Accordingly, and due to the role, nature, objective, importance, perspective and reasons behind such issues, the Omani government can diversify them and thus finance several projects, companies and studies. Particularly, those projects focusing on local development, whether public or social projects, including roads, bridges, ports, airports, power and water plants. Such projects generate continuous cash flows, are Sharia compliant and do not face any obstacles in entering investment partnerships with security holders and share revenues.
According to recent financial and investment studies, the presence of significant financial potentials would enhance the industry of managing Islamic wealth across the Middle East. Such industry relies mainly on wealthy individuals and increases investors’ trust in economy, while recovering from the global financial crisis.

The study further revealed that Sukuk are a main component of Islamic capital markets, ie the second main component after shares.

As for the answer on the question on the nature of terms and conditions required to promote Sukuk globally (hence no local terms and conditions exist), we found out that they are similar to those of issuing and promoting bonds. With one exception, in order to promote Sukuk, they should be Sharia compliant and approved by the Sharia supervisory board at the issuing entity, whether financial institutions or IBs. However, if the issuing entity does not have a Sharia supervisory board, it should approve these Islamic bonds by an approved board without prejudice to the provisions of the issuing entity Articles of Association, statute and other association documents. On the other hand, the issuing entity, before enrolling, should ensure liquidity of such Sukuk through the Central Bank.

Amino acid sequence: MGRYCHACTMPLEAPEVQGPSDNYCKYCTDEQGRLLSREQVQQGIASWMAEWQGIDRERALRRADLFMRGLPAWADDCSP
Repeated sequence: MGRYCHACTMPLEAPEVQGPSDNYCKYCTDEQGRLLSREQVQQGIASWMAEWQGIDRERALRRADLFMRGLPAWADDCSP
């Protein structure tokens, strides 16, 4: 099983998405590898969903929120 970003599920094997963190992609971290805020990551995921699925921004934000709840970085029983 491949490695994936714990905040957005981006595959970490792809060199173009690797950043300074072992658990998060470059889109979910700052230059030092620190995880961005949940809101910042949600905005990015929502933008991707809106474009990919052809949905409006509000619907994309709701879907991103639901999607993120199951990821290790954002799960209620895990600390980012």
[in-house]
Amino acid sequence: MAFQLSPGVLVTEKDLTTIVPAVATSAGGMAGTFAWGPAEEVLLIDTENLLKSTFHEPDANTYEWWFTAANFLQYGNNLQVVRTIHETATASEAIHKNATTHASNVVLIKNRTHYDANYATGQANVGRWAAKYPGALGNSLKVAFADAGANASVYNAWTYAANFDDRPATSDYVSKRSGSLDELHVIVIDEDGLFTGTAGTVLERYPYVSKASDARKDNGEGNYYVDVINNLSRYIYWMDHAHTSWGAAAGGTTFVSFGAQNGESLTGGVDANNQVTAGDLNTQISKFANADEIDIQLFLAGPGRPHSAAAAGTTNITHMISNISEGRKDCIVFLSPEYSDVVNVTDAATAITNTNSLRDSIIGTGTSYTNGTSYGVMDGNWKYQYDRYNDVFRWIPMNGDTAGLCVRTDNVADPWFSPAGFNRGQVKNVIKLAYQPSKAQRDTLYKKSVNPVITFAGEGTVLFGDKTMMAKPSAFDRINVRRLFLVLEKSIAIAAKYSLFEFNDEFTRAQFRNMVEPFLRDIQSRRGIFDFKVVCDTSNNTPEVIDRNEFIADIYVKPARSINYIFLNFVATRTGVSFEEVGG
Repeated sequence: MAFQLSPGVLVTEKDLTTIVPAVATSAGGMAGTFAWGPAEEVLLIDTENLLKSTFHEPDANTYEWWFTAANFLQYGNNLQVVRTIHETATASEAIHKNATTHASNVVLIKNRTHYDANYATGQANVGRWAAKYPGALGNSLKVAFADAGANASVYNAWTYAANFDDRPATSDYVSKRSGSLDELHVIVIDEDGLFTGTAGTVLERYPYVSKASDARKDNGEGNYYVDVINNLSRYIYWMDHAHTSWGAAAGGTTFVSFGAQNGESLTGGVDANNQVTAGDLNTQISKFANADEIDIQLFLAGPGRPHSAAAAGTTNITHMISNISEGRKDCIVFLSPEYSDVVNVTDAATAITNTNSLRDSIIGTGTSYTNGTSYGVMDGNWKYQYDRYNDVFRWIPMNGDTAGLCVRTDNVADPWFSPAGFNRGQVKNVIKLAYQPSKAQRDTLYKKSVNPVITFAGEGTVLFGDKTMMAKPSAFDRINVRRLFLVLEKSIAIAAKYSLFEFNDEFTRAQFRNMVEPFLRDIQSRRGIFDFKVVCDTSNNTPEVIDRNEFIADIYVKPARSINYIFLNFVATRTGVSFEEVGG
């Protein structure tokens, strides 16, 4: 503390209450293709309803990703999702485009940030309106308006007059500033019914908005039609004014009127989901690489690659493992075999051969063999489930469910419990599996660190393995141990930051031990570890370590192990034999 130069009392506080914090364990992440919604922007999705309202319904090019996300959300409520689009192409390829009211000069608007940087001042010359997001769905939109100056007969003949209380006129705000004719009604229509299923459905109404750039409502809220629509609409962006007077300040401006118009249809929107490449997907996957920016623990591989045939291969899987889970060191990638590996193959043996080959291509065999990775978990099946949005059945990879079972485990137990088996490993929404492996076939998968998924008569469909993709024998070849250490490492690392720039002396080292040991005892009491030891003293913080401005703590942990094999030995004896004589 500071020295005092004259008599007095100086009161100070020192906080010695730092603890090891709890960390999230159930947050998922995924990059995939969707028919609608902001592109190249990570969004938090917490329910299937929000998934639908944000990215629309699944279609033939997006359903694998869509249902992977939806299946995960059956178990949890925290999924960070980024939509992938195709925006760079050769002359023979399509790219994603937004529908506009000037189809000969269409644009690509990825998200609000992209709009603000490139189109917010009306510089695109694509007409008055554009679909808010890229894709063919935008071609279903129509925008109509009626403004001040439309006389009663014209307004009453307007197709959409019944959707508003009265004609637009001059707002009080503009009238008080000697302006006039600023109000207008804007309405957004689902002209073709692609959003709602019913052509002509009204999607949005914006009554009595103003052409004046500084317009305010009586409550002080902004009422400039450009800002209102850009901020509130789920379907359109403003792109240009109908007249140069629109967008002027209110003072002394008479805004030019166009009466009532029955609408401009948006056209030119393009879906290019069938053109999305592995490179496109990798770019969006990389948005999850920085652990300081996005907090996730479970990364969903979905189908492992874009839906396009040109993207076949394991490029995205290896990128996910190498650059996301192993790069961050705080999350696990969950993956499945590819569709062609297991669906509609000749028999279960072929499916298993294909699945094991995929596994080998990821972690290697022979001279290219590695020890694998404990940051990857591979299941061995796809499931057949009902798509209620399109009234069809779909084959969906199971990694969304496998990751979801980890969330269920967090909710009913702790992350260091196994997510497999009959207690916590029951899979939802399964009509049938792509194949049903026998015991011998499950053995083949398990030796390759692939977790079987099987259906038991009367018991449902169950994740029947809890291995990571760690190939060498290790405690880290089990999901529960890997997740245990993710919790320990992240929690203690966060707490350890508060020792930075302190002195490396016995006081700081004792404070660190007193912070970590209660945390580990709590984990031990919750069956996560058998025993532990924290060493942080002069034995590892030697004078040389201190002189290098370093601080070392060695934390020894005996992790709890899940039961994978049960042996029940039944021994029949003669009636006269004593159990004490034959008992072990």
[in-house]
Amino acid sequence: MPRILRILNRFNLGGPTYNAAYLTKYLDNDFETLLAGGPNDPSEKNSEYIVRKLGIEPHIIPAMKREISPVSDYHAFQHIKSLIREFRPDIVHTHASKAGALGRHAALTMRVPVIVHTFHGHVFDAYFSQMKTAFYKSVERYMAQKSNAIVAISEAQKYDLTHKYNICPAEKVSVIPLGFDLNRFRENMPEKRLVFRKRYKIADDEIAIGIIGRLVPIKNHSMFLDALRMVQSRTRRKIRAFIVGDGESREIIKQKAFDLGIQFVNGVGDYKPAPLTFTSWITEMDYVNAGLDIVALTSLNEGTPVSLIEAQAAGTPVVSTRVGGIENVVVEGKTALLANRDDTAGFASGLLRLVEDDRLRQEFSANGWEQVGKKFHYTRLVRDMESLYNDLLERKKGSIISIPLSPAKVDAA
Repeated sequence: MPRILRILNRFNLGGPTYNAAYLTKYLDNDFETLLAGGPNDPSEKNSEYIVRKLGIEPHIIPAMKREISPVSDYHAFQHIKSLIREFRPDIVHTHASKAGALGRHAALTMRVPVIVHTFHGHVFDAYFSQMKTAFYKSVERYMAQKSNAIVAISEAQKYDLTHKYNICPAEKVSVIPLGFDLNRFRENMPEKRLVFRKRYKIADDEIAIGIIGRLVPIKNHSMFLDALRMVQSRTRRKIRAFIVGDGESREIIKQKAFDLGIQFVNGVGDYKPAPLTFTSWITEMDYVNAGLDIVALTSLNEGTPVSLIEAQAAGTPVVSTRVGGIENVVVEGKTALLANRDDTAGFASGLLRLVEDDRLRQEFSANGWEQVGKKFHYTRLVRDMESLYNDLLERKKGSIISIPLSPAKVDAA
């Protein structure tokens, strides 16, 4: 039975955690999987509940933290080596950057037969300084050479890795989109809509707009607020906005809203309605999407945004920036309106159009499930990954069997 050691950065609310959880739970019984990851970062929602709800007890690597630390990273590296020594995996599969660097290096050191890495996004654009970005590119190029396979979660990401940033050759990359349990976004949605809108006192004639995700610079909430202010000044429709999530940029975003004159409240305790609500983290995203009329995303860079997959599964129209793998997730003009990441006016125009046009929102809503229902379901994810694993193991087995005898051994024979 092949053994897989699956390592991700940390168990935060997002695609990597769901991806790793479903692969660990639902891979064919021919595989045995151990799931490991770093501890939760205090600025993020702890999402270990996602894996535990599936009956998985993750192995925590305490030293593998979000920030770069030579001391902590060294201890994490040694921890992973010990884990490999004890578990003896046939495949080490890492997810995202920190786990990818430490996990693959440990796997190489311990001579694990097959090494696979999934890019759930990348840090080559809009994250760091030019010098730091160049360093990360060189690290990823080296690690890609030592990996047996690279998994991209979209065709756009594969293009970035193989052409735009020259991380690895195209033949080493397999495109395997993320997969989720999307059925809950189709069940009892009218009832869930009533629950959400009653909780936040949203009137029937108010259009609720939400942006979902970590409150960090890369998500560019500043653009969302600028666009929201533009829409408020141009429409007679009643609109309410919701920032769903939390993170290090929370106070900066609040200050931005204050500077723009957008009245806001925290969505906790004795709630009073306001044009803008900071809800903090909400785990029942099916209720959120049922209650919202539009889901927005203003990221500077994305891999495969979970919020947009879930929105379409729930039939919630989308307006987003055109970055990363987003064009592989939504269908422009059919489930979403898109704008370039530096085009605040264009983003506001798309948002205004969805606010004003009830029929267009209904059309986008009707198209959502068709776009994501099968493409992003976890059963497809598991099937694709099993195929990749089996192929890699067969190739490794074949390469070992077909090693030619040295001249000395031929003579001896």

In the same context, Malaysia is the biggest country and financial banking system in terms of Sukuk issues number and value. Recently, several Arab countries started issuing Sukuk to finance equipment, investments, service facilities and major infrastructures using foreign currencies.

Competent IBs are those excelling, across Islamic countries in particular, in managing, distributing and marketing Sukuk. As we mentioned before, Sukuk finance investments through assets which are either acquired, sold, or leased and which at the end are owned. These Sukuk can also finance ships, trailers, aircraft and real estate; in addition build bridges, airports, dams and tunnels.

Similar to funding tools, Sukuk has an ability to create financial and investment tools, which are circulated among banks and capital markets. That in turn has a huge role in creating investment opportunities and directing savings to different investment channels.

Sukuk-based investment tools viable for circulation would soon enough become an alternative for banking transactions. Hence, when capital market tools diversified and transactions organised, such tools become more attractive for deposit savers, nevertheless, it becomes a better source of funding for investors. Moreover, these tools are also useful for IBs as means of managing their liquidity and customising IB resources with funds investment.

(Oman Daily Observer / 06 July 2014)